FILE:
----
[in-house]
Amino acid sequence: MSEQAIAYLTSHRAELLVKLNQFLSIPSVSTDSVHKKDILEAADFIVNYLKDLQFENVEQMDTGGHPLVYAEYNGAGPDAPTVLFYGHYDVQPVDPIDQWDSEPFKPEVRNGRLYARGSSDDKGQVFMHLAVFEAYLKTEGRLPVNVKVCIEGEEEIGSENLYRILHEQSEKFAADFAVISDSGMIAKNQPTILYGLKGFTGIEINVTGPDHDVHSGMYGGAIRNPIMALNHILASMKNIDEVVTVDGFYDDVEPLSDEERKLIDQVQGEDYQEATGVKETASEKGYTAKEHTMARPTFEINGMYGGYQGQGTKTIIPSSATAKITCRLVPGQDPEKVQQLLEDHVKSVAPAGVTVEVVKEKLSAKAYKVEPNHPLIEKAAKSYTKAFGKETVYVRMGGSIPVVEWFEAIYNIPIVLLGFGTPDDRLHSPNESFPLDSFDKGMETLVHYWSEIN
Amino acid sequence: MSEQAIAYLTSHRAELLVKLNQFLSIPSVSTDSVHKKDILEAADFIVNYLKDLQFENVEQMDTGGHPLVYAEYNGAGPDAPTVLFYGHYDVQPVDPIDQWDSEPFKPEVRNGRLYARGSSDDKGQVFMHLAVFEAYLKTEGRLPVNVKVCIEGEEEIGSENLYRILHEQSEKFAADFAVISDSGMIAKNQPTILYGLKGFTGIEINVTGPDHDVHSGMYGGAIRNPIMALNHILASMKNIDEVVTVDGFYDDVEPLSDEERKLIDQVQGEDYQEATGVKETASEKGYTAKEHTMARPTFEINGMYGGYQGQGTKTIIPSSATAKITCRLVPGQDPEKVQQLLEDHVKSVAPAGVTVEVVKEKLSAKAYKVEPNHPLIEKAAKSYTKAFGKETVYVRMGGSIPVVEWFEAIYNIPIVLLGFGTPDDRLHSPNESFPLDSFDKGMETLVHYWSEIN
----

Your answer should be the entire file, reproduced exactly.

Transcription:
[in-house]
Amino acid sequence: MSEQAIAYLTSHRAELLVKLNQFLSIPSVSTDSVHKKDILEAADFIVNYLKDLQFENVEQMDTGGHPLVYAEYNGAGPDAPTVLFYGHYDVQPVDPIDQWDSEPFKPEVRNGRLYARGSSDDKGQVFMHLAVFEAYLKTEGRLPVNVKVCIEGEEEIGSENLYRILHEQSEKFAADFAVISDSGMIAKNQPTILYGLKGFTGIEINVTGPDHDVHSGMYGGAIRNPIMALNHILASMKNIDEVVTVDGFYDDVEPLSDEERKLIDQVQGEDYQEATGVKETASEKGYTAKEHTMARPTFEINGMYGGYQGQGTKTIIPSSATAKITCRLVPGQDPEKVQQLLEDHVKSVAPAGVTVEVVKEKLSAKAYKVEPNHPLIEKAAKSYTKAFGKETVYVRMGGSIPVVEWFEAIYNIPIVLLGFGTPDDRLHSPNESFPLDSFDKGMETLVHYWSEIN
Amino acid sequence: MSEQAIAYLTSHRAELLVKLNQFLSIPSVSTDSVHKKDILEAADFIVNYLKDLQFENVEQMDTGGHPLVYAEYNGAGPDAPTVLFYGHYDVQPVDPIDQWDSEPFKPEVRNGRLYARGSSDDKGQVFMHLAVFEAYLKTEGRLPVNVKVCIEGEEEIGSENLYRILHEQSEKFAADFAVISDSGMIAKNQPTILYGLKGFTGIEINVTGPDHDVHSGMYGGAIRNPIMALNHILASMKNIDEVVTVDGFYDDVEPLSDEERKLIDQVQGEDYQEATGVKETASEKGYTAKEHTMARPTFEINGMYGGYQGQGTKTIIPSSATAKITCRLVPGQDPEKVQQLLEDHVKSVAPAGVTVEVVKEKLSAKAYKVEPNHPLIEKAAKSYTKAFGKETVYVRMGGSIPVVEWFEAIYNIPIVLLGFGTPDDRLHSPNESFPLDSFDKGMETLVHYWSEIN